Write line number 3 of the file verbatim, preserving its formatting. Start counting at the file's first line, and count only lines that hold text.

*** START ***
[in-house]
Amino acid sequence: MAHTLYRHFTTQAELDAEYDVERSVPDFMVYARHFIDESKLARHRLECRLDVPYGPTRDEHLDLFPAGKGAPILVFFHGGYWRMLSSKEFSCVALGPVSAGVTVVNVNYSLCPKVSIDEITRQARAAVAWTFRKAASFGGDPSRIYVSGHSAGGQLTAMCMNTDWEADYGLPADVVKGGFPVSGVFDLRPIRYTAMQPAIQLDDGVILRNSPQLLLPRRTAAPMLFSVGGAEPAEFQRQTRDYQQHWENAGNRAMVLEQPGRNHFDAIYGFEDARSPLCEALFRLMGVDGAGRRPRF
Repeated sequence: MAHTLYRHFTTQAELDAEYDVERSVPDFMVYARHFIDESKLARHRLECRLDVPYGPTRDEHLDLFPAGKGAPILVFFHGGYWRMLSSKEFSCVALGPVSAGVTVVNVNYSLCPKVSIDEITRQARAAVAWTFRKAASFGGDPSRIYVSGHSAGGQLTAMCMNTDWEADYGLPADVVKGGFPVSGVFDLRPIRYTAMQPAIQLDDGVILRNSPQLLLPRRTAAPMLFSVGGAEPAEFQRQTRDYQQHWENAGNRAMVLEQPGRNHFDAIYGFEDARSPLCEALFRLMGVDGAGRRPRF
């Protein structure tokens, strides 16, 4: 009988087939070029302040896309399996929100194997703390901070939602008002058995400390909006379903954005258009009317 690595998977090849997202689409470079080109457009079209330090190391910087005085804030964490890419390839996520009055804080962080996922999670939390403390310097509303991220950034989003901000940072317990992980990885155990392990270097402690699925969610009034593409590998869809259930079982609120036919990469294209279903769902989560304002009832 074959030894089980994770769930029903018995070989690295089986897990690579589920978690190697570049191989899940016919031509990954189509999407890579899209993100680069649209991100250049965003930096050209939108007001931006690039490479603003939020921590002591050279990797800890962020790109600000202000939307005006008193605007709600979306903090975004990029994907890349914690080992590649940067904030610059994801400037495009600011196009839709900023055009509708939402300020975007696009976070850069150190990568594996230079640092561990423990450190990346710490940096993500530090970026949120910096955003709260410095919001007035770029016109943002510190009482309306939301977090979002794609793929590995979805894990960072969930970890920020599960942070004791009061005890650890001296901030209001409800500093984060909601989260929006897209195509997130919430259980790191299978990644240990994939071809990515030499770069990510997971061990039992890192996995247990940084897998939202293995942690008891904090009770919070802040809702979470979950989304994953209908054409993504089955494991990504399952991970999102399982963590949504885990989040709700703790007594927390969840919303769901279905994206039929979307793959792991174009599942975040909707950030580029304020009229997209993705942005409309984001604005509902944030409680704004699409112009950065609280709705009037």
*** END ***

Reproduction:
Repeated sequence: MAHTLYRHFTTQAELDAEYDVERSVPDFMVYARHFIDESKLARHRLECRLDVPYGPTRDEHLDLFPAGKGAPILVFFHGGYWRMLSSKEFSCVALGPVSAGVTVVNVNYSLCPKVSIDEITRQARAAVAWTFRKAASFGGDPSRIYVSGHSAGGQLTAMCMNTDWEADYGLPADVVKGGFPVSGVFDLRPIRYTAMQPAIQLDDGVILRNSPQLLLPRRTAAPMLFSVGGAEPAEFQRQTRDYQQHWENAGNRAMVLEQPGRNHFDAIYGFEDARSPLCEALFRLMGVDGAGRRPRF